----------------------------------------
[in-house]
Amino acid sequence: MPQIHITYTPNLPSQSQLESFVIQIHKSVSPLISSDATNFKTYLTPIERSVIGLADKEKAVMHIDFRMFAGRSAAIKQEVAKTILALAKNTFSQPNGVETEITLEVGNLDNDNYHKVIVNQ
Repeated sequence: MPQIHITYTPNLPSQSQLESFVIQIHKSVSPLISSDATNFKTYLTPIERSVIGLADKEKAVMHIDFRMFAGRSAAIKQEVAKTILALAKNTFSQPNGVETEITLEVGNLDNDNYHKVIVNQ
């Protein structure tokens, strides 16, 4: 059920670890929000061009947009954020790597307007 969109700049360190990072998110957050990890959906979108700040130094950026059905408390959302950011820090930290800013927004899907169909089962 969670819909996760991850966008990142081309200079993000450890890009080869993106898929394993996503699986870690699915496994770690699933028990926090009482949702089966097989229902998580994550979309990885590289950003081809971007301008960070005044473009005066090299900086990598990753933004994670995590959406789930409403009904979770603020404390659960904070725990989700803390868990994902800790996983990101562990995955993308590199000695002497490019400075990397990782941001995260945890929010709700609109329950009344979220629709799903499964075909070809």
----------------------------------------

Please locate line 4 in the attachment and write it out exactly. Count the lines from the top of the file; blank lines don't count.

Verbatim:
């Protein structure tokens, strides 16, 4: 059920670890929000061009947009954020790597307007 969109700049360190990072998110957050990890959906979108700040130094950026059905408390959302950011820090930290800013927004899907169909089962 969670819909996760991850966008990142081309200079993000450890890009080869993106898929394993996503699986870690699915496994770690699933028990926090009482949702089966097989229902998580994550979309990885590289950003081809971007301008960070005044473009005066090299900086990598990753933004994670995590959406789930409403009904979770603020404390659960904070725990989700803390868990994902800790996983990101562990995955993308590199000695002497490019400075990397990782941001995260945890929010709700609109329950009344979220629709799903499964075909070809």